Wrinkle creams reviewed by Consumer Reports. Do they work?

Consumer Reports’ (CR) first test of wrinkle creams finds that on average these products made little difference in the skin’s appearance and there’s no correlation between price and effectiveness.

The luxury-priced skin-care offerings didn’t work any better than the drugstore brands in CR’s independent, unbiased tests.

Further, CR’s tests found no relationship between the types of active ingredients in the products and their overall performance.

Olay Regenerist, which is available in drugstores, was the top performer by a small margin.

One of the less-costly products tested, Olay Regenerist, sells for about $19 apiece for the “enhancing lotion,” “perfecting cream,” and “regenerating serum” combination recommended by the company.

Lancome Paris Renergie, $176, performed nearly as well.

The most-costly product tested, La Prairie Cellular ($335 for an ounce of day cream and 1.7 ounces of night cream), was among the least effective.

The wrinkle creams CR tested ranged in price from $38 to $335.

In addition to advising consumers on product effectiveness, CR’s January report offers tips for preventing wrinkles in the first place and discusses treatments available only by prescription, such as retinoids, and chemical peels available in a doctor’s office.

In CR’s tests, the top-rated products did smooth out some fine lines and wrinkles after 12 weeks.

But even the best performers reduced the average depth of wrinkles by less than 10 percent, a magnitude of change that was barely visible to the naked eye.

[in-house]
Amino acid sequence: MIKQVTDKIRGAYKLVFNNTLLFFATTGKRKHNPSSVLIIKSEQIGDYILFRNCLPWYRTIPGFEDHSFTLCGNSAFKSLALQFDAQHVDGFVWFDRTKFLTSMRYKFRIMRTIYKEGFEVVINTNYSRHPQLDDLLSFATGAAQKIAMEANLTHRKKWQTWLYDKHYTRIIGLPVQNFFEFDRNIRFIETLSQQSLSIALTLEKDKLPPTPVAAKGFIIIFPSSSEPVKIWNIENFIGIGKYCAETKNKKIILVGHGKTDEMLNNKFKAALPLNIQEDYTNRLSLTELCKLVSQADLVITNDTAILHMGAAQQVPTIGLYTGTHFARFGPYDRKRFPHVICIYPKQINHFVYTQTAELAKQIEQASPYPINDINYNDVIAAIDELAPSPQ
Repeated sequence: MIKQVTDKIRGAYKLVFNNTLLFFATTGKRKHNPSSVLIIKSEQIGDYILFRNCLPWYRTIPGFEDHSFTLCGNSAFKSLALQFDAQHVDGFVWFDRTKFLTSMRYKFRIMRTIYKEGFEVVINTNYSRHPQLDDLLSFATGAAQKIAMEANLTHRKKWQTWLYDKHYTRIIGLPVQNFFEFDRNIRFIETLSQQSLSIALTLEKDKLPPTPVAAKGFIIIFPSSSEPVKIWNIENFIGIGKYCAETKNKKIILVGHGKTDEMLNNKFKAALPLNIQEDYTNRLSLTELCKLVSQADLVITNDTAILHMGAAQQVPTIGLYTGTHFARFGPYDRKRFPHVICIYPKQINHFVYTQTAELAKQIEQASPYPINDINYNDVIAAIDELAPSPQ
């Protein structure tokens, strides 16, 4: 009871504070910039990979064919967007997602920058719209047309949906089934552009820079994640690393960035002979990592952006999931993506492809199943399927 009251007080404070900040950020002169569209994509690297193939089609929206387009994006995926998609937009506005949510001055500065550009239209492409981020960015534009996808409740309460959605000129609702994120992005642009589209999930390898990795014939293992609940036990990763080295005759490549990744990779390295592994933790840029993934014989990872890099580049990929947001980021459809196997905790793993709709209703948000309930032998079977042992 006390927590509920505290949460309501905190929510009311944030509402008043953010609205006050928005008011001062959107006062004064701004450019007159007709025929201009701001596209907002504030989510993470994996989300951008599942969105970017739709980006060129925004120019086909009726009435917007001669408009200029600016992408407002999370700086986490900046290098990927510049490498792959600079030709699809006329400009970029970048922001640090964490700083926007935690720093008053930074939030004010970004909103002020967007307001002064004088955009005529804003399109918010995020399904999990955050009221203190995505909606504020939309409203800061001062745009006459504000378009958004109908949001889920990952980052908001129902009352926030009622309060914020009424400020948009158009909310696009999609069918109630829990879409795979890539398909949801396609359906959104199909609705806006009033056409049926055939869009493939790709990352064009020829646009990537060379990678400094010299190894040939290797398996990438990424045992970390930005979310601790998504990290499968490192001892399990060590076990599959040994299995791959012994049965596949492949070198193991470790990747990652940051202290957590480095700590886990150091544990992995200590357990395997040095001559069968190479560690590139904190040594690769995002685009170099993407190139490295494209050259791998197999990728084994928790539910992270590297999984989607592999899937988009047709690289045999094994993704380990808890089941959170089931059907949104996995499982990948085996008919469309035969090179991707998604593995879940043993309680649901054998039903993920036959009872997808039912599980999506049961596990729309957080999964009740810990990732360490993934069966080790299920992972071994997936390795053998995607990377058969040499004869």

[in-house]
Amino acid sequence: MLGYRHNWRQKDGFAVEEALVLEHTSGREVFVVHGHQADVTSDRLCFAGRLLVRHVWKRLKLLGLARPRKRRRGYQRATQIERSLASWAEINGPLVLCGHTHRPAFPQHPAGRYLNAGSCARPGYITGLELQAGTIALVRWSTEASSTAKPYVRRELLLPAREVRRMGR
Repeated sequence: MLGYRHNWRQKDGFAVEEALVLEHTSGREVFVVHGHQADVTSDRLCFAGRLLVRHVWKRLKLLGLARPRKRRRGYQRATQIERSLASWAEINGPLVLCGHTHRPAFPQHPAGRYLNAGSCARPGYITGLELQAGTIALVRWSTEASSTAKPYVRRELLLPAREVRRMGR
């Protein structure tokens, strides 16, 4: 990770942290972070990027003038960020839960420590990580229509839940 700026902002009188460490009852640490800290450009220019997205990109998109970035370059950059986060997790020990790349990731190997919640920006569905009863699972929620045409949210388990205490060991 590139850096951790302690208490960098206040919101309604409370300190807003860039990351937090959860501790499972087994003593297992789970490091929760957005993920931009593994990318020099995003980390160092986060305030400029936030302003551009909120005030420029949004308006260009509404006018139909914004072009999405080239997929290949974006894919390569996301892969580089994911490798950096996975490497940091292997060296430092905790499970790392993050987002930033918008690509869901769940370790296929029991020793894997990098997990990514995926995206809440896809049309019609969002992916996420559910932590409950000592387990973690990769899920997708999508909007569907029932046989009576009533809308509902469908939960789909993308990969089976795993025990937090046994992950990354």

With effects so variable and slight, it was hard for women to judge the performance of the products.

CR conducted the project with Consumers Union’s French counterpart, l’Union Federale des Consommateurs-Que Choisir.

Product testers were recruited by a European laboratory specializing in cosmetic evaluation.

CR purchased a sampling of top selling mass-market lines and costlier products sold in retail stores.

Each tester used a product on one side of her face and the lab’s standard moisturizer on the other side for comparison.

Their skin was examined at the beginning of the 12- week test, four weeks into it, and at the end.

A high-tech optical device that can detect changes in wrinkle depth and skin roughness was used for the examination.

In addition, dermatologic technicians examined each woman in person.

Further, sensory panelists examined photos of the subjects to score effectiveness.

Product testers also gave their opinion about the wrinkle cream they used.
The best treatment for wrinkles is prevention. CR suggests wearing
sunscreen, shading the face, avoiding tanning parlors, and quitting
smoking.

More ways to prevent wrinkles

Consumer Reports Tests Wrinkle Creams for First Time; Results find no miracles and no correlation between price and (U.S. Newswire via Yahoo! News)

Consumer Reports’ (CR) first test of wrinkle creams finds that on average these products made little difference in the skin’s appearance and there’s no correlation between price and effectiveness. The luxury-priced skin-care offerings didn’t work any better than the drugstore brands in CR’s independent, unbiased tests. Further, CR’s tests found no relationship between the types of active

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2 thoughts on “Wrinkle creams reviewed by Consumer Reports. Do they work?

  1. Pingback: Beauty Tips » Skin Care - Clear Skin Without Cleansers

  2. Linda

    Hello, my name is Linda and I just felt compelled to leave a reply here. I’ve tried a lot of anti aging products and have spent upwards of $100 per ounce on some products. I recently tried a product from G&B Organics and i must say, out of all the other anti aging creams and serums I have tried this is by far my favorite! It has so many great anti aging ingredients and also some natural organic ingredients as well. It does wonders for my skin and my age! It is also relatively inexpensive at just $60 for 1.7Oz. I would definitely recommend this to anyone. G&B is a new company and is hard to find.

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